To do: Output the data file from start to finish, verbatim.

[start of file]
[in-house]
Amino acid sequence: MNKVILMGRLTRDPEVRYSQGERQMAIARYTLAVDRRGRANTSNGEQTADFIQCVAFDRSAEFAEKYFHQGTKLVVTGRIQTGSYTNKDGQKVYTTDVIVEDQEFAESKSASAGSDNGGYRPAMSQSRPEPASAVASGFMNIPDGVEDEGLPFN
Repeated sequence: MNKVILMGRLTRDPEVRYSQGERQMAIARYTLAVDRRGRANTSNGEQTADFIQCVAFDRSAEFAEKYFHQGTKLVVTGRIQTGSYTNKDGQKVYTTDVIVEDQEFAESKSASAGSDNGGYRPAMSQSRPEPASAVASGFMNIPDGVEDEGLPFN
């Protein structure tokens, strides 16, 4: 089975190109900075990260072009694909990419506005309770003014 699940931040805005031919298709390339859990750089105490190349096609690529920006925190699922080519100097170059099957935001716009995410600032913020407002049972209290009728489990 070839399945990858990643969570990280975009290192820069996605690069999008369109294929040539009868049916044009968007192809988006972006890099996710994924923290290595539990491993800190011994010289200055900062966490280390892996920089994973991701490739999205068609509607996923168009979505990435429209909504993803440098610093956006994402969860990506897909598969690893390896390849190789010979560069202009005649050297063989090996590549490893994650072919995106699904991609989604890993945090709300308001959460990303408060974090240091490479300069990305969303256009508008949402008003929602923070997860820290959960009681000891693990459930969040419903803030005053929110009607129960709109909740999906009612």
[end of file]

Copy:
[in-house]
Amino acid sequence: MNKVILMGRLTRDPEVRYSQGERQMAIARYTLAVDRRGRANTSNGEQTADFIQCVAFDRSAEFAEKYFHQGTKLVVTGRIQTGSYTNKDGQKVYTTDVIVEDQEFAESKSASAGSDNGGYRPAMSQSRPEPASAVASGFMNIPDGVEDEGLPFN
Repeated sequence: MNKVILMGRLTRDPEVRYSQGERQMAIARYTLAVDRRGRANTSNGEQTADFIQCVAFDRSAEFAEKYFHQGTKLVVTGRIQTGSYTNKDGQKVYTTDVIVEDQEFAESKSASAGSDNGGYRPAMSQSRPEPASAVASGFMNIPDGVEDEGLPFN
């Protein structure tokens, strides 16, 4: 089975190109900075990260072009694909990419506005309770003014 699940931040805005031919298709390339859990750089105490190349096609690529920006925190699922080519100097170059099957935001716009995410600032913020407002049972209290009728489990 070839399945990858990643969570990280975009290192820069996605690069999008369109294929040539009868049916044009968007192809988006972006890099996710994924923290290595539990491993800190011994010289200055900062966490280390892996920089994973991701490739999205068609509607996923168009979505990435429209909504993803440098610093956006994402969860990506897909598969690893390896390849190789010979560069202009005649050297063989090996590549490893994650072919995106699904991609989604890993945090709300308001959460990303408060974090240091490479300069990305969303256009508008949402008003929602923070997860820290959960009681000891693990459930969040419903803030005053929110009607129960709109909740999906009612």